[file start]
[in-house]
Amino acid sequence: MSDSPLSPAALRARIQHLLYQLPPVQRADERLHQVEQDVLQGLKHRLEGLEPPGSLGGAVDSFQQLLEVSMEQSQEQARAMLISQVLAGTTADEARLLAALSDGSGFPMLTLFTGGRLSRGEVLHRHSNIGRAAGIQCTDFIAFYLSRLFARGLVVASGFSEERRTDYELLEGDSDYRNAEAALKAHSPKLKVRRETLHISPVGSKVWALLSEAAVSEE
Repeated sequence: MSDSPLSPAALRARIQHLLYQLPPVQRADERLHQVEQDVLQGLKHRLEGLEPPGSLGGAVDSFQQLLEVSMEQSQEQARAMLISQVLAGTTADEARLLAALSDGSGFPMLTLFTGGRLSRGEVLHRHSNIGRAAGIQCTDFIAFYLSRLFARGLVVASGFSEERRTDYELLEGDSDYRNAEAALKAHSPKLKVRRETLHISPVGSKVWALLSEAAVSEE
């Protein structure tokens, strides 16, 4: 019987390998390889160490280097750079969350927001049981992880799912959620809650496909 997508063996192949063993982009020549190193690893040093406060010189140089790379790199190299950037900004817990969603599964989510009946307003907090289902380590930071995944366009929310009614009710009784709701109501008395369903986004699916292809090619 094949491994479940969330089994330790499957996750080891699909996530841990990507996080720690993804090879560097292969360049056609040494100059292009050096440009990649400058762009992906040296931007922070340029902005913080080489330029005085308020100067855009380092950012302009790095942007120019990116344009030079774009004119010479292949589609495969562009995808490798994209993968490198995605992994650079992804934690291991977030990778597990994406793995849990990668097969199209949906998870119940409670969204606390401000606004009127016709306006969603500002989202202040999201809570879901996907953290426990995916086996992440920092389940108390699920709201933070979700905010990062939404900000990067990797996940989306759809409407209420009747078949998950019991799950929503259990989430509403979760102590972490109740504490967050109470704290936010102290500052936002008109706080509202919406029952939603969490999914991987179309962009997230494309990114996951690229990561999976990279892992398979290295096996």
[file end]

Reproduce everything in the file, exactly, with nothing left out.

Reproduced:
[in-house]
Amino acid sequence: MSDSPLSPAALRARIQHLLYQLPPVQRADERLHQVEQDVLQGLKHRLEGLEPPGSLGGAVDSFQQLLEVSMEQSQEQARAMLISQVLAGTTADEARLLAALSDGSGFPMLTLFTGGRLSRGEVLHRHSNIGRAAGIQCTDFIAFYLSRLFARGLVVASGFSEERRTDYELLEGDSDYRNAEAALKAHSPKLKVRRETLHISPVGSKVWALLSEAAVSEE
Repeated sequence: MSDSPLSPAALRARIQHLLYQLPPVQRADERLHQVEQDVLQGLKHRLEGLEPPGSLGGAVDSFQQLLEVSMEQSQEQARAMLISQVLAGTTADEARLLAALSDGSGFPMLTLFTGGRLSRGEVLHRHSNIGRAAGIQCTDFIAFYLSRLFARGLVVASGFSEERRTDYELLEGDSDYRNAEAALKAHSPKLKVRRETLHISPVGSKVWALLSEAAVSEE
């Protein structure tokens, strides 16, 4: 019987390998390889160490280097750079969350927001049981992880799912959620809650496909 997508063996192949063993982009020549190193690893040093406060010189140089790379790199190299950037900004817990969603599964989510009946307003907090289902380590930071995944366009929310009614009710009784709701109501008395369903986004699916292809090619 094949491994479940969330089994330790499957996750080891699909996530841990990507996080720690993804090879560097292969360049056609040494100059292009050096440009990649400058762009992906040296931007922070340029902005913080080489330029005085308020100067855009380092950012302009790095942007120019990116344009030079774009004119010479292949589609495969562009995808490798994209993968490198995605992994650079992804934690291991977030990778597990994406793995849990990668097969199209949906998870119940409670969204606390401000606004009127016709306006969603500002989202202040999201809570879901996907953290426990995916086996992440920092389940108390699920709201933070979700905010990062939404900000990067990797996940989306759809409407209420009747078949998950019991799950929503259990989430509403979760102590972490109740504490967050109470704290936010102290500052936002008109706080509202919406029952939603969490999914991987179309962009997230494309990114996951690229990561999976990279892992398979290295096996």